Export is a pre-requisite for the growth of any country. We have got advantage of a wide range of soils and climatic conditions to produce different styles of tobaccos which can cater to the needs of different overseas markets. There are several countries in the world whose economy is based on Tobacco like – Brazil, Zimbabwe, Malawi, Thailand, etc. India is, thus, well positioned to become a major player in the global tobacco market if it can harness the emerging opportunities through price competitiveness. However, steep increases in cost of cultivation, transportation and logistics has adversely impacted the price competitiveness of Indian tobacco.
On August 6, 2021, we had the opportunity to digitally participate in the Prime Minister’s interactive session. We were pleased to learn that the government is focusing on exports, with the Ministry of Commerce and Industry setting a target of a 30% growth in Indian tobacco exports. In this regard , we also met with the Commerce Minister and Secretary of the Commerce Ministry, and made our representations and workings through the Tobacco Board. Whereas, tobacco is not included in RoDTEP benefits, despite several appeals.
The tobacco sector’s exports mainly include value-added products, such as flue-cured Virginia (FCV) tobacco (approximately 72% of the country’s FCV production for export) and tobacco products, which bring the country US $ 900 million in foreign exchange each year. As there is no level playing field in the international market, India’s exports of unprocessed tobacco have fallen sharply.
Indian Unmanufactured exports in 2013-14 was worth Rs 4850 Cr with volume of 236 M Kg compared to Rs 3780 Cr with a substantially low volume of 169 M Kg in 2020-21, clearly indicating India’s fall in global markets. It is a loss to the entire FCV tobacco stakeholder community as well as revenue loss to the Indian Government.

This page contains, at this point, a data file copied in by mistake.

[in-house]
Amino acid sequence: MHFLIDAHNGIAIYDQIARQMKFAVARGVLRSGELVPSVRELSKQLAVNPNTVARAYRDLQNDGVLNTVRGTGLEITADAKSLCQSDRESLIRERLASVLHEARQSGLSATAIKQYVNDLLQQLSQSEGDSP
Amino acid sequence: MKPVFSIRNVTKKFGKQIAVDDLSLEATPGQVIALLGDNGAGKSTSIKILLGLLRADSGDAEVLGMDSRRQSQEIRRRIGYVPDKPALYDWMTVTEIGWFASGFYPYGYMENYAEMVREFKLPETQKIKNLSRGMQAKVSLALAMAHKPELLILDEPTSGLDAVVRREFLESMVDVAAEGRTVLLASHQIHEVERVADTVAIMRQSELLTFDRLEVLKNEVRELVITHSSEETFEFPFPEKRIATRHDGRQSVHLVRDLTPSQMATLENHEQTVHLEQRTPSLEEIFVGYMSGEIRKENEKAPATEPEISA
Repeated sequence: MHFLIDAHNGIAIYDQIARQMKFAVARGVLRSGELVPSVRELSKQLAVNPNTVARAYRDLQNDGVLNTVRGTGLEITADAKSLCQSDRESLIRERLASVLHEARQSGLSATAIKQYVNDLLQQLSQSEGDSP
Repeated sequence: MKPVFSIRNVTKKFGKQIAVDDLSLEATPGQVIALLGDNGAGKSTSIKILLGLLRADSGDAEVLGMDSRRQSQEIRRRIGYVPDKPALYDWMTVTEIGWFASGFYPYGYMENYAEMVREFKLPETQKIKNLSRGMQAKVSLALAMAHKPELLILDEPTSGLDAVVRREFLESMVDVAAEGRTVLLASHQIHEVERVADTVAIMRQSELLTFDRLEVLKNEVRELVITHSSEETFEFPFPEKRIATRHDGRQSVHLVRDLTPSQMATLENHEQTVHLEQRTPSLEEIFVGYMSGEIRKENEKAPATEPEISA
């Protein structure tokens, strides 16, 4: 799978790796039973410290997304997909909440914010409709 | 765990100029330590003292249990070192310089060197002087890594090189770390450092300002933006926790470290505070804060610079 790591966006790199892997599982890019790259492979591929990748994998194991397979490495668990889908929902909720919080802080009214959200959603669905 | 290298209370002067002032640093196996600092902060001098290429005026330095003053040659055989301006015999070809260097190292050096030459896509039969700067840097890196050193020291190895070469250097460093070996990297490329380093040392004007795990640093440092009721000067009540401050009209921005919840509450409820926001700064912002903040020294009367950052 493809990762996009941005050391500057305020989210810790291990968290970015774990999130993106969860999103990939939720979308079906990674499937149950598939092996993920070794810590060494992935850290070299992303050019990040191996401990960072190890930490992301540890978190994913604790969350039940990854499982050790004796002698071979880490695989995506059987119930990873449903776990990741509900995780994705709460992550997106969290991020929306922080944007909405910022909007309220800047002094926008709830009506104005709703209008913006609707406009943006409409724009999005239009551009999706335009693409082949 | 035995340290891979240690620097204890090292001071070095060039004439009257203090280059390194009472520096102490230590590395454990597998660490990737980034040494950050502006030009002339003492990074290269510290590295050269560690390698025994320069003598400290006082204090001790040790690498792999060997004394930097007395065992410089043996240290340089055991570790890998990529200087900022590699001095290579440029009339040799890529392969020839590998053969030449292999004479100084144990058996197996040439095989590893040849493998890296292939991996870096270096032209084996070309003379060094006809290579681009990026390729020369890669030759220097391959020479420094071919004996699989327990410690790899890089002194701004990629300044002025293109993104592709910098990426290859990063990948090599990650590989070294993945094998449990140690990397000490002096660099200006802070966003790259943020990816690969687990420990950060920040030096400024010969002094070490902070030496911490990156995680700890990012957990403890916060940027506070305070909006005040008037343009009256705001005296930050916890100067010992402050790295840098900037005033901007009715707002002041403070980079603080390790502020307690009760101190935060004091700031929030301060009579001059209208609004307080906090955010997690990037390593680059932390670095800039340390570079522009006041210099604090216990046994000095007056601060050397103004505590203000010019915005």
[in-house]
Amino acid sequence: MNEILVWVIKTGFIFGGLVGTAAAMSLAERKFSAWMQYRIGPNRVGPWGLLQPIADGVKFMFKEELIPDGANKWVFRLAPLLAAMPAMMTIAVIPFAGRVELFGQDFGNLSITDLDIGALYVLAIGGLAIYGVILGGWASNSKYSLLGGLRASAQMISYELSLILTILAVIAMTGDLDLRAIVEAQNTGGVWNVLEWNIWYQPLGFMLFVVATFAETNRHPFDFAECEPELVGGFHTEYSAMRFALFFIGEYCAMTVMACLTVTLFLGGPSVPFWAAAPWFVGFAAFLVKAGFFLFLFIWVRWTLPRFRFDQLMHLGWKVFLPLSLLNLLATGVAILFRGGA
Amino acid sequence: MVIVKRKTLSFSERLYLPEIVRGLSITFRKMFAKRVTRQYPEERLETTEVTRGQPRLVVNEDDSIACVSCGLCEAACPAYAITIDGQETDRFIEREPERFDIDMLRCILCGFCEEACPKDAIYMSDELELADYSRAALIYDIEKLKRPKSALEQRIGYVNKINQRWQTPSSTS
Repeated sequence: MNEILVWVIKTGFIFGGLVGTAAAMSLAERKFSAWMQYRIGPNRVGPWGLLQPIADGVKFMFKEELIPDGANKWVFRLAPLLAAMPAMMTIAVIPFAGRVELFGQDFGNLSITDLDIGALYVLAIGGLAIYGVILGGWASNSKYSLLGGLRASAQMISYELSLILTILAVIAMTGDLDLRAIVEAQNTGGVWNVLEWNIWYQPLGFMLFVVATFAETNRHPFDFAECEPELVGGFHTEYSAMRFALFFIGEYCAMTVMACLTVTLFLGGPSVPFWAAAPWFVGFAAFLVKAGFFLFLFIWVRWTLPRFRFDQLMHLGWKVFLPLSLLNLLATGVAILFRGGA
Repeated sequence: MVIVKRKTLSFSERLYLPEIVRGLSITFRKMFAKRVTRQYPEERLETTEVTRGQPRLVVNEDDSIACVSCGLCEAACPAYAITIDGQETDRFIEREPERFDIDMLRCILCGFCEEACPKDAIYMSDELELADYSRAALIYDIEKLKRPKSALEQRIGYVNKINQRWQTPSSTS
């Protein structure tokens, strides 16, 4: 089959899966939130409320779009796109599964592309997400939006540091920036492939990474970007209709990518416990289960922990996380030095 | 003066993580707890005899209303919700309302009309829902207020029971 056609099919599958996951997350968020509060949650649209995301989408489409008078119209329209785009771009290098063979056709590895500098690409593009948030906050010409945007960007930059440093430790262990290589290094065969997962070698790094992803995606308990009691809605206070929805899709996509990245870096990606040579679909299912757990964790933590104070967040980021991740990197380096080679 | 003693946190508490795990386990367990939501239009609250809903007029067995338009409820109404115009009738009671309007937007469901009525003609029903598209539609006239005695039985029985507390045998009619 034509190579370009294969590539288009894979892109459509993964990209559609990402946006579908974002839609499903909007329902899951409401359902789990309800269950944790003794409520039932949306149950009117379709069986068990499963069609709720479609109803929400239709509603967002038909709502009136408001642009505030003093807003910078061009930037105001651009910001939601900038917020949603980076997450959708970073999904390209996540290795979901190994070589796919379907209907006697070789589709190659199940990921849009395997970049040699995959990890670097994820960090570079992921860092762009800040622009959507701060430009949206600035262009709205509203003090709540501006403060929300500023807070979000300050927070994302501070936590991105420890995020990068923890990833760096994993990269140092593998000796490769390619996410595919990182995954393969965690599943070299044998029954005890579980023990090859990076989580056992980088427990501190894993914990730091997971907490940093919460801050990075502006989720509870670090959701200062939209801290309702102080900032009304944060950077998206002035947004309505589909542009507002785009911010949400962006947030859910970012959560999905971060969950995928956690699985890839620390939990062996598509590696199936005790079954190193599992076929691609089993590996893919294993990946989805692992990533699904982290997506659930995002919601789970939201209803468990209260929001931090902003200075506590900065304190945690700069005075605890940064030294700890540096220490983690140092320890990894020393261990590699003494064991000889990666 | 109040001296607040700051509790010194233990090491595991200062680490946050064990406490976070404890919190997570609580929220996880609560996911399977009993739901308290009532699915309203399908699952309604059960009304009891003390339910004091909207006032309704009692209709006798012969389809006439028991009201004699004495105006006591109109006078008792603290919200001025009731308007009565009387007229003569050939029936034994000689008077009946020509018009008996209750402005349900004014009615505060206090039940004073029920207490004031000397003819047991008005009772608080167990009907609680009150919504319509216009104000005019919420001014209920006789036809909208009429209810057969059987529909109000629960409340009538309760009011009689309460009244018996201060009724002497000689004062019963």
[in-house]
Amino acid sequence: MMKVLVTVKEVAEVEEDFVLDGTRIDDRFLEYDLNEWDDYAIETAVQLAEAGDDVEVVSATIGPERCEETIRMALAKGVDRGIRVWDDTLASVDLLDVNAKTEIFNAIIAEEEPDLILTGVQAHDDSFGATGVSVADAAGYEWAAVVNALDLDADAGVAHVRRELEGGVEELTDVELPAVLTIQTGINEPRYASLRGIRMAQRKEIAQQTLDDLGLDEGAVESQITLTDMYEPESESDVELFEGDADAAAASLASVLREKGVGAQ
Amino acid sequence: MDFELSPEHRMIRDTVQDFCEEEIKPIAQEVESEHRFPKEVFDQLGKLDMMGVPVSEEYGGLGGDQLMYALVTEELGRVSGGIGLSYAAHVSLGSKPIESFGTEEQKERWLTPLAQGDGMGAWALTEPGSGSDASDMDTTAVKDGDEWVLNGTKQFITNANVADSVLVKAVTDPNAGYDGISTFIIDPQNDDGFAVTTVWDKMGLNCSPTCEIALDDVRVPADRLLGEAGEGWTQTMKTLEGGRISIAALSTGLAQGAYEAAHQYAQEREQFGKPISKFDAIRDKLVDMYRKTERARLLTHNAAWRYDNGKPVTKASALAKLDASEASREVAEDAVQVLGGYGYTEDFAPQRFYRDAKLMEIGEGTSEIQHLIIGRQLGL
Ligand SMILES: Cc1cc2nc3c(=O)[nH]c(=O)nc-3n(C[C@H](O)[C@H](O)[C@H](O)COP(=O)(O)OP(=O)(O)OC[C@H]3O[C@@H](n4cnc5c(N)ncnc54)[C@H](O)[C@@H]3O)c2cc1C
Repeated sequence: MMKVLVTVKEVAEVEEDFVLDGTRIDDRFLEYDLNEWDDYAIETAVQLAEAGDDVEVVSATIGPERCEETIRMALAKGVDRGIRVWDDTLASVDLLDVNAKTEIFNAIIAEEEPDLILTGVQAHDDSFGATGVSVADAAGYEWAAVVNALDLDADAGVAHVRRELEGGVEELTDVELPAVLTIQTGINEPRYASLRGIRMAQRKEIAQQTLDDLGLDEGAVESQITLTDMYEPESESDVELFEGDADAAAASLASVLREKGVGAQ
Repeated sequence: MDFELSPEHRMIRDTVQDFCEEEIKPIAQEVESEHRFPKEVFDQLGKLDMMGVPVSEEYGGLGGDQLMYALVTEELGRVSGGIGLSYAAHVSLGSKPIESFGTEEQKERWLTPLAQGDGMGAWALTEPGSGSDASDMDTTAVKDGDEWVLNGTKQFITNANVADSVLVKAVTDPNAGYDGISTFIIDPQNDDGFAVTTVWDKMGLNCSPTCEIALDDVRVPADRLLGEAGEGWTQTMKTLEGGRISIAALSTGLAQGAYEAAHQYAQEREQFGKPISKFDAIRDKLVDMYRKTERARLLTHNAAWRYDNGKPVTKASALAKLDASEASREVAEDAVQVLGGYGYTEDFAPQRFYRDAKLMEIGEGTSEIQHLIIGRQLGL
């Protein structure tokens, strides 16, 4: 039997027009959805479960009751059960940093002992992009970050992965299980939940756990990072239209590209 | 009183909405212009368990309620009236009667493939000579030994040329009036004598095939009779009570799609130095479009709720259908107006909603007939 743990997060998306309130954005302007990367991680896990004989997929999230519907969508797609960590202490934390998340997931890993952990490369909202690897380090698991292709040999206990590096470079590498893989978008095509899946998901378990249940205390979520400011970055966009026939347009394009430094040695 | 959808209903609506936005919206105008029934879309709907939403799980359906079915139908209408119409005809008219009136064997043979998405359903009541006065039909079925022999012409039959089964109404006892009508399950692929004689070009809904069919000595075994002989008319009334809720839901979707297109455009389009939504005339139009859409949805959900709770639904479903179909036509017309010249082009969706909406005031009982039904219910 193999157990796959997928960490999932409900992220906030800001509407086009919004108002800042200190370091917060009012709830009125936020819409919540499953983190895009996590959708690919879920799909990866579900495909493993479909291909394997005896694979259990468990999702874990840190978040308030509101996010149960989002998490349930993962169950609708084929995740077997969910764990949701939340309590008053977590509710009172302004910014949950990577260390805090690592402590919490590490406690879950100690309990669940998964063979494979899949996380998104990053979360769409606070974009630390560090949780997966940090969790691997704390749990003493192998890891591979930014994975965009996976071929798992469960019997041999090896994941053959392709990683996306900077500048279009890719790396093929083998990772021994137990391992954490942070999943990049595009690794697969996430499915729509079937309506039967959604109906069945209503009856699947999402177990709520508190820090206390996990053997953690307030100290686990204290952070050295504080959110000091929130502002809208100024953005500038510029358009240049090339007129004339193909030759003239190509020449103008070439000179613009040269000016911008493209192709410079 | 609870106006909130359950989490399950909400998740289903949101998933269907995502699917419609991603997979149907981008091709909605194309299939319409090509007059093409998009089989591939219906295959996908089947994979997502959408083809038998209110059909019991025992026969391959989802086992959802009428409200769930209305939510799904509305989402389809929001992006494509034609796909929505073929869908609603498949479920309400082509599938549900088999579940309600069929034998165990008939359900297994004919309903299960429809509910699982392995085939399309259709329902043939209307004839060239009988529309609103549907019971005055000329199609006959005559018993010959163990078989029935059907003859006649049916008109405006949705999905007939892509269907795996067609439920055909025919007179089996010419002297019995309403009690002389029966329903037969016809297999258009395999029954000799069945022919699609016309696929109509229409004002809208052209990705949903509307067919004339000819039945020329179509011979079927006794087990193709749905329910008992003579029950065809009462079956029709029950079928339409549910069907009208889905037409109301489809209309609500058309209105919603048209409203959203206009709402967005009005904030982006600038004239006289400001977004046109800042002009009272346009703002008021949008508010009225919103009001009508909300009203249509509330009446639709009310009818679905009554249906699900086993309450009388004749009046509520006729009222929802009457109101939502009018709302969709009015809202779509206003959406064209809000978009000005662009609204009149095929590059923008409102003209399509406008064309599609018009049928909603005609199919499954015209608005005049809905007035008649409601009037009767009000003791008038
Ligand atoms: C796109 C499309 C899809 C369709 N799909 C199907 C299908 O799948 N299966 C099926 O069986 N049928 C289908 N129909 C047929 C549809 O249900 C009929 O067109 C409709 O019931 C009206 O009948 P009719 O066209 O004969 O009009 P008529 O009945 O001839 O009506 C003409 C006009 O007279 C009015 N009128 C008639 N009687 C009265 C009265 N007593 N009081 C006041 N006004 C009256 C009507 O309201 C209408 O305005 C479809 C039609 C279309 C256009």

The global competitiveness of the Indian tobacco industry has also been severely affected due to factors like
(i) Subsidies provided to tobacco in countries like Zimbabwe, Tanzania, EU, and the USA
(ii) A duty free regime in the EU for imports from least developed countries such as Bangladesh, Nepal, Malawi and so on
(iii) The prevalence of a Tariff Rate Quota in USA whereby the US market is accessible at a concessional import duty rate by countries like Argentina, Brazil, Thailand, etc. while non-quota imports from countries like India are taxed at an ad-valorem rate of 350%.
Consequently, the Indian tobacco sector is denied a level-playing field when competing globally with some of the major tobacco growing countries like USA, Argentina, Mozambique and Zimbabwe.
The stated objective of the Foreign Trade Policy in general, include enhancement of India’s export competitiveness by offsetting infrastructural inefficiencies and associated costs involved in export of goods and products, which are produced in India, especially those having high export intensity and employment potential.
Due to reasons stated above, extension of benefit under RoDTEP to the tobacco sector is eminently aligned to the objectives of the Foreign Trade Policy and also to have a level playing field to our products in the international market – Export incentive will boost the Forex and income generation to farmers.